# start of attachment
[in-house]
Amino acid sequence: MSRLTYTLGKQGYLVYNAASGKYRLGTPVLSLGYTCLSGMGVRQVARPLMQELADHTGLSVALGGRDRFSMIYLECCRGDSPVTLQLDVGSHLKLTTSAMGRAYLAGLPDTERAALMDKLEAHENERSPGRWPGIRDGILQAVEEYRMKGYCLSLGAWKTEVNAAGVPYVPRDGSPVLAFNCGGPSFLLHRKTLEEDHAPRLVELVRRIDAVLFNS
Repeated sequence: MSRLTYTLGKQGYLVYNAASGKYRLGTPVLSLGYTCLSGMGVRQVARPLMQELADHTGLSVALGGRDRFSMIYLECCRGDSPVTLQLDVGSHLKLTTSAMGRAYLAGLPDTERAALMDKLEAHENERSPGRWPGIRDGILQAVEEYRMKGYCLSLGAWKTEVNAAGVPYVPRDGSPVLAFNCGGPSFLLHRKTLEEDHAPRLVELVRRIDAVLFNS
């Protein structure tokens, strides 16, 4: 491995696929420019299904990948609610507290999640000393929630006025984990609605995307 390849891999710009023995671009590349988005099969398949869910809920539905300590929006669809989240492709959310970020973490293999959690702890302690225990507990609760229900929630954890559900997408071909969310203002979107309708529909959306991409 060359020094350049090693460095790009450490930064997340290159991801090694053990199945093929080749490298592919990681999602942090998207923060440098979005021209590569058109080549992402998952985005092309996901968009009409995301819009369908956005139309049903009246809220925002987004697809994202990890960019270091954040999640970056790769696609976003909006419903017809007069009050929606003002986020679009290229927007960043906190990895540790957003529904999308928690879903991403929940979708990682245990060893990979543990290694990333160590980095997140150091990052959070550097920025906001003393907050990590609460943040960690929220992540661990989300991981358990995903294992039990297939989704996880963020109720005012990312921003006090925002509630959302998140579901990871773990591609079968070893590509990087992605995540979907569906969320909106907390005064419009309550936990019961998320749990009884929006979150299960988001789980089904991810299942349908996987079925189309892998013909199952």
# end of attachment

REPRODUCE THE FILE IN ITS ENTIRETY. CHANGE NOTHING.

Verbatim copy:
[in-house]
Amino acid sequence: MSRLTYTLGKQGYLVYNAASGKYRLGTPVLSLGYTCLSGMGVRQVARPLMQELADHTGLSVALGGRDRFSMIYLECCRGDSPVTLQLDVGSHLKLTTSAMGRAYLAGLPDTERAALMDKLEAHENERSPGRWPGIRDGILQAVEEYRMKGYCLSLGAWKTEVNAAGVPYVPRDGSPVLAFNCGGPSFLLHRKTLEEDHAPRLVELVRRIDAVLFNS
Repeated sequence: MSRLTYTLGKQGYLVYNAASGKYRLGTPVLSLGYTCLSGMGVRQVARPLMQELADHTGLSVALGGRDRFSMIYLECCRGDSPVTLQLDVGSHLKLTTSAMGRAYLAGLPDTERAALMDKLEAHENERSPGRWPGIRDGILQAVEEYRMKGYCLSLGAWKTEVNAAGVPYVPRDGSPVLAFNCGGPSFLLHRKTLEEDHAPRLVELVRRIDAVLFNS
């Protein structure tokens, strides 16, 4: 491995696929420019299904990948609610507290999640000393929630006025984990609605995307 390849891999710009023995671009590349988005099969398949869910809920539905300590929006669809989240492709959310970020973490293999959690702890302690225990507990609760229900929630954890559900997408071909969310203002979107309708529909959306991409 060359020094350049090693460095790009450490930064997340290159991801090694053990199945093929080749490298592919990681999602942090998207923060440098979005021209590569058109080549992402998952985005092309996901968009009409995301819009369908956005139309049903009246809220925002987004697809994202990890960019270091954040999640970056790769696609976003909006419903017809007069009050929606003002986020679009290229927007960043906190990895540790957003529904999308928690879903991403929940979708990682245990060893990979543990290694990333160590980095997140150091990052959070550097920025906001003393907050990590609460943040960690929220992540661990989300991981358990995903294992039990297939989704996880963020109720005012990312921003006090925002509630959302998140579901990871773990591609079968070893590509990087992605995540979907569906969320909106907390005064419009309550936990019961998320749990009884929006979150299960988001789980089904991810299942349908996987079925189309892998013909199952």